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    ABSTRACT: Neuropathological lesions characteristic of Alzheimers' disease (AD) are found in all the brains of patients with trisomy 21 who die after age 40 years. However, clinical signs of AD are much less frequent in these patients. Previous studies indicate prevalence figures ranging from 15% to 51% of adult patients. We report here on the prevalence rate of dementia in a population of adult patients with trisomy 21 with mild retardation living at home. For all these patients accurate and reliable anamnestic data could be obtained from parents and caregivers. All underwent neurological examination, cognitive testing, and, if necessary, further bioimaging and neurophysiological studies. Dementia was diagnosed according to clinical NINCDS/ADRDA criteria slightly modified. Dementia was found in 9 of 50 (18%) patients age 20–52 years, but its prevalence increased from O in the age group 20–29, to 33% in the age group 30–33, and to 55% in the age group 40–52. All the demented patients had signs of brain atrophy on CT scans and slow EEGs. Dementia is an important problem for patients with trisomy 21 older than age 30 years.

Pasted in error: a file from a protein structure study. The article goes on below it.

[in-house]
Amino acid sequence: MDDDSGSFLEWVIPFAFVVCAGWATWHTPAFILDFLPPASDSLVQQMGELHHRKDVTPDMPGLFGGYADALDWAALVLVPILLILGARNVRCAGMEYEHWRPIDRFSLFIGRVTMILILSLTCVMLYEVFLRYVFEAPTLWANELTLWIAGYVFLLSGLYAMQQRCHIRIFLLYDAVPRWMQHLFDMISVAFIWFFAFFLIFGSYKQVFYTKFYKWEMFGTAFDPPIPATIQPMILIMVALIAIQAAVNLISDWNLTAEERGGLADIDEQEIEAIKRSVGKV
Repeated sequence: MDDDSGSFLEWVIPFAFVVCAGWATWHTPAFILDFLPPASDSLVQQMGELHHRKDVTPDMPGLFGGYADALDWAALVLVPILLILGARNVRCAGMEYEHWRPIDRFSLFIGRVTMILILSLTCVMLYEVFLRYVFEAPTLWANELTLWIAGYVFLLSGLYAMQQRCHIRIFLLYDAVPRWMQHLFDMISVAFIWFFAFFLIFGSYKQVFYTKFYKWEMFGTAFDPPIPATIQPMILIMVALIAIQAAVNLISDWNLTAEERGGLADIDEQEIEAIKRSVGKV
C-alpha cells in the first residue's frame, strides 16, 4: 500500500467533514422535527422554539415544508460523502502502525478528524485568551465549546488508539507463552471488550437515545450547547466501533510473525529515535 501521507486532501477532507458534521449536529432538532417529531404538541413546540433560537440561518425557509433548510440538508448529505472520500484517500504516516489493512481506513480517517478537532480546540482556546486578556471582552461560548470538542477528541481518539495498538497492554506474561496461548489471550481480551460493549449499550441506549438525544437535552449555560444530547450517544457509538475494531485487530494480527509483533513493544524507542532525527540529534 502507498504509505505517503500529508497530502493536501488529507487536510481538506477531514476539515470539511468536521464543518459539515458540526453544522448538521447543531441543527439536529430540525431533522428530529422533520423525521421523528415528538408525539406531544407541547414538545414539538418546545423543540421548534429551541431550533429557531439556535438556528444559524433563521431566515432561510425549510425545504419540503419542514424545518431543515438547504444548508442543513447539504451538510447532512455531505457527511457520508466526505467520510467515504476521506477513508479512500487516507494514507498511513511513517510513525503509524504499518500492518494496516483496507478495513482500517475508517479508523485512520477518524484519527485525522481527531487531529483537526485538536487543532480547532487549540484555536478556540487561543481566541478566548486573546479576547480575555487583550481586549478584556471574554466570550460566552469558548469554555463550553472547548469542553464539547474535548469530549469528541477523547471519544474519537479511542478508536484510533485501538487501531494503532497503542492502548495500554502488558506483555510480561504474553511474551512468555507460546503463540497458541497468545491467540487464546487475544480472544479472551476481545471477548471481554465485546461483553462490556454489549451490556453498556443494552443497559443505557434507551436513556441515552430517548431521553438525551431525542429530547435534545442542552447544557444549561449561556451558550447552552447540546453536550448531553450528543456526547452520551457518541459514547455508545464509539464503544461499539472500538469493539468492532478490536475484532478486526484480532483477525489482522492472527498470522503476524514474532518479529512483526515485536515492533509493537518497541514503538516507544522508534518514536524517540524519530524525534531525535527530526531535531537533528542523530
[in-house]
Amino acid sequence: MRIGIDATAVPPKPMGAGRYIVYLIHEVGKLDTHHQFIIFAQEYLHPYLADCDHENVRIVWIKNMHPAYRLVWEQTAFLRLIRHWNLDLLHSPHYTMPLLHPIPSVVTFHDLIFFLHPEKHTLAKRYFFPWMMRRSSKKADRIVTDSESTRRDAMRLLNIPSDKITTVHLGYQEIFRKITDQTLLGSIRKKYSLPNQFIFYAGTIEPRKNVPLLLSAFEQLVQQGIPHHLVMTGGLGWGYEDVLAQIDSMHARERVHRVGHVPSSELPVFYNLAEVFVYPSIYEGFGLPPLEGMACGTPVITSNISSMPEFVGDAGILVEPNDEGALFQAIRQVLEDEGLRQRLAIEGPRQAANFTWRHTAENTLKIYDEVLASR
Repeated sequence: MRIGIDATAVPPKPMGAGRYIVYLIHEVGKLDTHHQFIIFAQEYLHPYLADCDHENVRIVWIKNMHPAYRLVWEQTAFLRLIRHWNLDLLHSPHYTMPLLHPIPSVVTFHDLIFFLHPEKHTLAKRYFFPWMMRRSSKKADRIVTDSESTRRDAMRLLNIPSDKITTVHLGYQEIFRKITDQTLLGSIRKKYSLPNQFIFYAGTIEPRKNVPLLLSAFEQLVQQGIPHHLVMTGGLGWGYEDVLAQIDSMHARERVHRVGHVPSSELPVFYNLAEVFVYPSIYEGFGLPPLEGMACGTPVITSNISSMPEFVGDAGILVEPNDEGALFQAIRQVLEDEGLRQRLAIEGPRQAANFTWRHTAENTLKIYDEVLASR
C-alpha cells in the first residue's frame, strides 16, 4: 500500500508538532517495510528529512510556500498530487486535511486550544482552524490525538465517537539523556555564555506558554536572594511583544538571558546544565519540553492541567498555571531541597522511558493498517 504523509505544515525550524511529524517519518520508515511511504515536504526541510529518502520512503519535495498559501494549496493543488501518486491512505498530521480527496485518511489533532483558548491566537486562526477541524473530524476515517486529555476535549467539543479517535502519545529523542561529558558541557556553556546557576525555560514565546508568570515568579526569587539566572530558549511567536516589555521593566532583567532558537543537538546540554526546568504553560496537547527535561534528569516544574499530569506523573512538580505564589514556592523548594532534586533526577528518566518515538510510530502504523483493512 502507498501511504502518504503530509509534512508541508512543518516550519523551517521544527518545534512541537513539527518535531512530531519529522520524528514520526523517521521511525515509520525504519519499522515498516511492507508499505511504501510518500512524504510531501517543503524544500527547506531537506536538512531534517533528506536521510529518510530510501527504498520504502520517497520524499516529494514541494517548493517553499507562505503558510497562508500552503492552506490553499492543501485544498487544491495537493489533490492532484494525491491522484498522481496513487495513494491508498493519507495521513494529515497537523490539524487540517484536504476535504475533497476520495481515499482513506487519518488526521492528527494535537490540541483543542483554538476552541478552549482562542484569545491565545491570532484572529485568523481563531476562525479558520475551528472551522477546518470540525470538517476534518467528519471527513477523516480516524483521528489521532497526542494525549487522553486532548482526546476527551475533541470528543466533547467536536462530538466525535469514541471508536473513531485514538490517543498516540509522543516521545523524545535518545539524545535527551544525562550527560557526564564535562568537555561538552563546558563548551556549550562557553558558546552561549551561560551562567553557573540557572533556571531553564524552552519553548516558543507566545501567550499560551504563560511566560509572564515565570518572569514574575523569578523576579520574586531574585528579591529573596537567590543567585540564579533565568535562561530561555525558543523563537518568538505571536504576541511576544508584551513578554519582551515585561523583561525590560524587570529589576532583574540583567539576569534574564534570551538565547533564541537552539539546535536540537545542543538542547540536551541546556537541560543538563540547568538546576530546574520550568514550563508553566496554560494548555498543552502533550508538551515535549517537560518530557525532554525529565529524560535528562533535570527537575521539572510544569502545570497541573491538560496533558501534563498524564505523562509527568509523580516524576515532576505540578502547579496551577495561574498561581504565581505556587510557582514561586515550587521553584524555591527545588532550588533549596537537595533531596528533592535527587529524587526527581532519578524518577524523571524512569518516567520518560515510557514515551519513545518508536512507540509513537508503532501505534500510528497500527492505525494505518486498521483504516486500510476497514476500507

American Journal of Medical Genetics 06/2005; 37(S7):306 - 308. DOI:10.1002/ajmg.1320370760

  • American Journal of Medical Genetics 06/2005; 37(S7):322-323. DOI:10.1002/ajmg.1320370764